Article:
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ARCA Coach Profile - Paule Barford of Cornell

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ARCA Coach Profile - Paule Barford of Cornell

After a surprising turnaround last year that saw them improve from 0-6 in 2012 to 6-0 in 2013, expectations for Cornell were lowered this year due to the graduation of some experienced players.

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However, after a shaky start that saw the Big Red lose their first two games, Cornell finished the 2014 Ivy League season winning five in a row to finish 2nd. Goff Rugby Report looked in on Head Coach Paule Barford, who helped engineer a second-straight surprisingly solid season.
Barford, like many coaches around the country, is registered with the American Rugby Coaches Association website and supports what the ARCA program is doing trying to develop coaches, and thus reach more players around the country.
“It is always good when rugby coaches get together over coffee,” said Barford. “We never get to do that, so sharing ideas and using that to be better coaches and develop more players is something the game needs. We used to say, if you’ve got 20 coaches in a room and you make only one of them a better coach, you can be reaching 50 players who are going to be better.”
But, added Barford, ongoing education, such as with the ARCA, is important.
“You do one clinic and the problem is, one they leave the clinic you have no idea if they are going to implement what they’ve learned back at their club.”
Barford has been implementing plenty. He wasn’t hugely optimistic about his team’s prospects and big losses to Dartmouth and Columbia perhaps harbingered a long fall. But then they turned it around.
“We had a lot of injuries early,” said Barford. “I wanted to put them in hard games in the beginning but we paid for it a bit. By Dartmouth we were just getting back some of our injured players. Columbia I think was an aberration. We got our players back, got fitter, and were off and running.”
Barford says he doesn’t do anything special with his team; it’s the players that do the work. But once pressed his acknowledges he might have something to do with his team’s success. 
“I approach rugby using the old French method,” he explained. “This is the ball, get the ball over that line, now have at it. Then we slow add in more of the rules. They learn very fast, and having them play a proper game as often as possible, I think, helps teams be successful. Six or seven games is not a season.”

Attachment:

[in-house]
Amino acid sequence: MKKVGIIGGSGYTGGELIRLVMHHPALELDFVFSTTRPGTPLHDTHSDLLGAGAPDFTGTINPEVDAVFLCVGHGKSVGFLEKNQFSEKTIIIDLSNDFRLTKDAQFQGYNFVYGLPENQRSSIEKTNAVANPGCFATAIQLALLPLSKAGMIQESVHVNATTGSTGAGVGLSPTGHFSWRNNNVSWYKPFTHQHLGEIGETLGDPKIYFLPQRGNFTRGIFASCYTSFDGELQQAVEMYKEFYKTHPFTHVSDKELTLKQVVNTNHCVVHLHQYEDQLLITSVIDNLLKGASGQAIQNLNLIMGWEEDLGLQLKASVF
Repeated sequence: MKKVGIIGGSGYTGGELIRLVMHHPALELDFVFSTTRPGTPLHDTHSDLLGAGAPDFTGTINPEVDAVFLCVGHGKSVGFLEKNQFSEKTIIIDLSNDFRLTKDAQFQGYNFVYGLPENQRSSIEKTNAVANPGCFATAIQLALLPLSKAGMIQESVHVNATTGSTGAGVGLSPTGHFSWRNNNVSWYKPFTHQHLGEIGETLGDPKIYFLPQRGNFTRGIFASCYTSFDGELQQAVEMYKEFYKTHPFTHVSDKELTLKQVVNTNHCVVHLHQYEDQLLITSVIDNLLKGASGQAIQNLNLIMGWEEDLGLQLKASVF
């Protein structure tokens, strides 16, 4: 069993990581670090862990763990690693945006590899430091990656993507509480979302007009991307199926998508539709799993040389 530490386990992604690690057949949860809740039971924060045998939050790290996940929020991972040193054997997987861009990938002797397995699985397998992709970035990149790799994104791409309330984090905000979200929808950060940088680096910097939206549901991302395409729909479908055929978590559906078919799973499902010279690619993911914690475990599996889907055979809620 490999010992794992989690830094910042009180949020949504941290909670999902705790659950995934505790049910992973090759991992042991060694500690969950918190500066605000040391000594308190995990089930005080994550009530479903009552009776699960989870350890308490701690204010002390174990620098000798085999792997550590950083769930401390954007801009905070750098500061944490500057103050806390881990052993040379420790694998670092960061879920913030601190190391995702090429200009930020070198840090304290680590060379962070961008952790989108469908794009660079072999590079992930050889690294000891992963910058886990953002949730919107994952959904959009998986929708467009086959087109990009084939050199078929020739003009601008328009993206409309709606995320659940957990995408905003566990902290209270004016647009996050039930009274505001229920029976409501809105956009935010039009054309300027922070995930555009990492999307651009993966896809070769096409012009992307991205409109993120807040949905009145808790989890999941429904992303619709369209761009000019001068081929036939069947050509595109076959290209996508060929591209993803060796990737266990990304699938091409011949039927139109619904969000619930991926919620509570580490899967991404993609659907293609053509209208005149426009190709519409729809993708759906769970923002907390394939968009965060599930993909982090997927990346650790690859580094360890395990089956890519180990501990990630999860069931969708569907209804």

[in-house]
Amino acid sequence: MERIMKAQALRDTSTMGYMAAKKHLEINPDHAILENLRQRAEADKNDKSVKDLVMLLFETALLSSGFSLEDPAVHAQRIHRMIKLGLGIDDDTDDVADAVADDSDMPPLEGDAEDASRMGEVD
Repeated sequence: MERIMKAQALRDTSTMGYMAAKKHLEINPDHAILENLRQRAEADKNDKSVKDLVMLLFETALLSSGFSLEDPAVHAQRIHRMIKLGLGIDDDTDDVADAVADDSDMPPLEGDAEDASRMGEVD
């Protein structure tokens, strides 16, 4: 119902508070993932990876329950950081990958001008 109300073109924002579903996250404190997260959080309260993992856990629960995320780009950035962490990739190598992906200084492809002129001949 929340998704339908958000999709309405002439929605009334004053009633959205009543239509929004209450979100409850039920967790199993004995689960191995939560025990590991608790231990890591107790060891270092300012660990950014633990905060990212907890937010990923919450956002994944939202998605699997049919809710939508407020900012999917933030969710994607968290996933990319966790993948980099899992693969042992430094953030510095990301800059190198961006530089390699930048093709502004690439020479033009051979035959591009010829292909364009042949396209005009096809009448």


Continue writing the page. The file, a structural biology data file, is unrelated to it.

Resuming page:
Barford teams also get the set piece right.
“I make sure we have a very strong platform in the scrum,” said Barford. “Most of the Ivy League teams would say we’ve got the strongest scrum in the Ivy League. We’re good at defensive scrums. We’ve got a good linoeut, and we try to take as much of the opposition ball away, which limits their attack. We play good defense, and anything on top of that I consider gravy.”
Cornell runs a few set attacking plays and, said Barford, the team scores about 80% when they execute them.
“Our problem was we were so used to playing on a muddy field, we didn’t know if our team was fast or if we could score a lot,” said the coach. “Then when we played Harvard on a dry field the players were so ecstatic they ran amok. Still, if you do the basics well you win games. The players sometimes want to fling it about but I tell them, ‘winning’s more fun than losing.’”
Fancy comes with time - although he likes to shake it up in practice quite a bit - and in the fall Ivy League season there isn’t much time. But that doesn’t mean you rush it, said Barford.
“We start off every season very simply and we expand within that system,” he explained. “We would have a two-pod system of four forwards and four forwards. Once we got that down and we’re comfortable winning ball that way, we stay in groups of four but split those groups to two and two - a runner and a clearer. You expand once the players are competent and confident in what they’re doing. To me, retention of the ball in contact is the most important thing.”
For Cornell, scrumhalf Jon Furman broke his nose and was out for a while, and senior Dave Chaverra stepped in and played well. Chaverra will graduate in the spring and  in fact Furman will not only get his position back, but will likely captain the team. Flyhalf Jack Tregurtha is emergingg as a solid flyhalf. Up front, Pumba Venosa is a versatile prop or hooker, and former football player Jeff Kruse has embraced the game.
The Cornell squad is deep, and should be good next year, too. But it all starts with the right approach - nothing too fancy, embrace games as training, and don’t be afraid to be French.

Using a tractor tire to shake up the ruck practice is part of Barford's MO.